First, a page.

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Metropolitan Transit System Introduces Chemical Fogs To Fight COVID-19

An MTS trolley approaching the Grantville station is seen above a vacant lot,...

Photo by Andrew Bowen

Above: An MTS trolley approaching the Grantville station is seen above a vacant lot, which the transit agency has approved for housing development, June 19, 2019.

The Metropolitan Transit System announced the addition of a new tool in the fight against coronavirus Friday — disinfecting fog.

Additionally, the agency is now requiring daily temperature checks for hundreds of bus and trolley operators, and is now offering one-way fares on its mobile ticketing app, Compass Cloud.

"We will continue adopting measures to improve protections for our employees, essential workers and riders taking essential trips," said Paul Jablonski, MTS chief executive officer. "Strict sanitizing protocols and early detection for this virus are key to slowing the spread. We will keep improving on both these fronts."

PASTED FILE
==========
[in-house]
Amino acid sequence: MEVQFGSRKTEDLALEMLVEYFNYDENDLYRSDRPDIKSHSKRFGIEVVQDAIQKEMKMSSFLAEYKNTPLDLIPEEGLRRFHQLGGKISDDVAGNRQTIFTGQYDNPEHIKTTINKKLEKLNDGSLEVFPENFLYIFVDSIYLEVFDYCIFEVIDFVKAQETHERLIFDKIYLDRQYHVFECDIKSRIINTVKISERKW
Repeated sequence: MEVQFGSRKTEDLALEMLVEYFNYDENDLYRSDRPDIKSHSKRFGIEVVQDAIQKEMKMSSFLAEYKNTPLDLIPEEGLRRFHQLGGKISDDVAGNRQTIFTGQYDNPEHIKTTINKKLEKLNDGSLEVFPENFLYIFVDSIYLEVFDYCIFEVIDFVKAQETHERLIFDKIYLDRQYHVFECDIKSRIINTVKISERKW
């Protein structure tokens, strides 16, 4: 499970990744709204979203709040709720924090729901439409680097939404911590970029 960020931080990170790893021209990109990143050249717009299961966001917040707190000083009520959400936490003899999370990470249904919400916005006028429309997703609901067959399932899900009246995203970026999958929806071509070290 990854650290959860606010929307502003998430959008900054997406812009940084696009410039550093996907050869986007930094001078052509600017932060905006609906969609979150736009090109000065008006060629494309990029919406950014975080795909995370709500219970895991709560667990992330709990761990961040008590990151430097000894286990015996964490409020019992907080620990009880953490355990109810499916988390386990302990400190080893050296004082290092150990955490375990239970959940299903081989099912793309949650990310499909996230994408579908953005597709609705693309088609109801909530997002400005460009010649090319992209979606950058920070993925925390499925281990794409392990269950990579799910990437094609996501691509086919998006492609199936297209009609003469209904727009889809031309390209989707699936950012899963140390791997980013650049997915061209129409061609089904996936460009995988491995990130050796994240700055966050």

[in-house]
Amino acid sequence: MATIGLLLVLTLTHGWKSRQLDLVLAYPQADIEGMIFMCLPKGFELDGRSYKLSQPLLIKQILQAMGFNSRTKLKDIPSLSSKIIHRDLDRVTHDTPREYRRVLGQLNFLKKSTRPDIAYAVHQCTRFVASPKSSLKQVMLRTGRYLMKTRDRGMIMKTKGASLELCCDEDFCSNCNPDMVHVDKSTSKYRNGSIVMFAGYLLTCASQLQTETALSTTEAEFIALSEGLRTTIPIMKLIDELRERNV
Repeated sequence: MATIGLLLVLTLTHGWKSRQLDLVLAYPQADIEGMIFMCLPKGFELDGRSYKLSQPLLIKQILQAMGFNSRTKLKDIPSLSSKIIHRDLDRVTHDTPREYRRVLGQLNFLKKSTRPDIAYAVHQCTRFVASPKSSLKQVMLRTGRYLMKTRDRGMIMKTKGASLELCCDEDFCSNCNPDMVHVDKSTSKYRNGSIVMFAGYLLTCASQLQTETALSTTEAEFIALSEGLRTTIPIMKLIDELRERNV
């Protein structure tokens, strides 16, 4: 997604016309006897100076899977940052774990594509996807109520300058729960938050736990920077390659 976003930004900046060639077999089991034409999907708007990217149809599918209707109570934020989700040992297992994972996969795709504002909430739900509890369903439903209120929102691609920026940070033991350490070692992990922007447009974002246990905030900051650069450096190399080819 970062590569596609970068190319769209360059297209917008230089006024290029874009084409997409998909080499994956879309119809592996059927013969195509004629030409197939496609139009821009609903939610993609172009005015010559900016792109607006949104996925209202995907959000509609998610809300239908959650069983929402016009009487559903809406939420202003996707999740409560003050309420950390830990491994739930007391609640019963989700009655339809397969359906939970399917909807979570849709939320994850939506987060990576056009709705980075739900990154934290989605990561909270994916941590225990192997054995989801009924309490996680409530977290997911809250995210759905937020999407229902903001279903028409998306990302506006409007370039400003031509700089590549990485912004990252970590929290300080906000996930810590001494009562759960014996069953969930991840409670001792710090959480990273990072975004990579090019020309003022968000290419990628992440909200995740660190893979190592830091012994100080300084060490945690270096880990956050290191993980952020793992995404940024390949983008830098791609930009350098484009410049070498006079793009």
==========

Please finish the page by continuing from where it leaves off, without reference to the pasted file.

In addition to daily cleaning with disinfectants, buses will be fogged with a CDC-approved substance that kills COVID-19 (and other viruses) on contact. The small devices evenly spray a fine mist of chloride dioxide solution throughout each bus's interior. The fog can decontaminate hard-to- reach locations and fabric seats, leaving more time for professional cleaners to sanitize areas more frequently touched by passengers, a MTS statement said.

The substance also decontaminates air-conditioning filters. The fogging process takes just minutes. All buses will be fogged every other day and more often if necessary after more materials become available. Many buses are cleaned mid-day before returning to service for the evening commute, as well as the regular daily cleanings.

On Wednesday, MTS began checking bus and trolley operator temperatures prior to starting a shift. Fevers are one of the primary symptoms of coronavirus.

MTS is conducting temperature checks on approximately 500 bus and trolley operators daily, as well as administrative employees. Temperature stations have been set up at bus divisions on Imperial Avenue, Kearny Mesa and the Mills Building, in East Village. Employees with temperatures of 100 degrees or higher will be required to go home.


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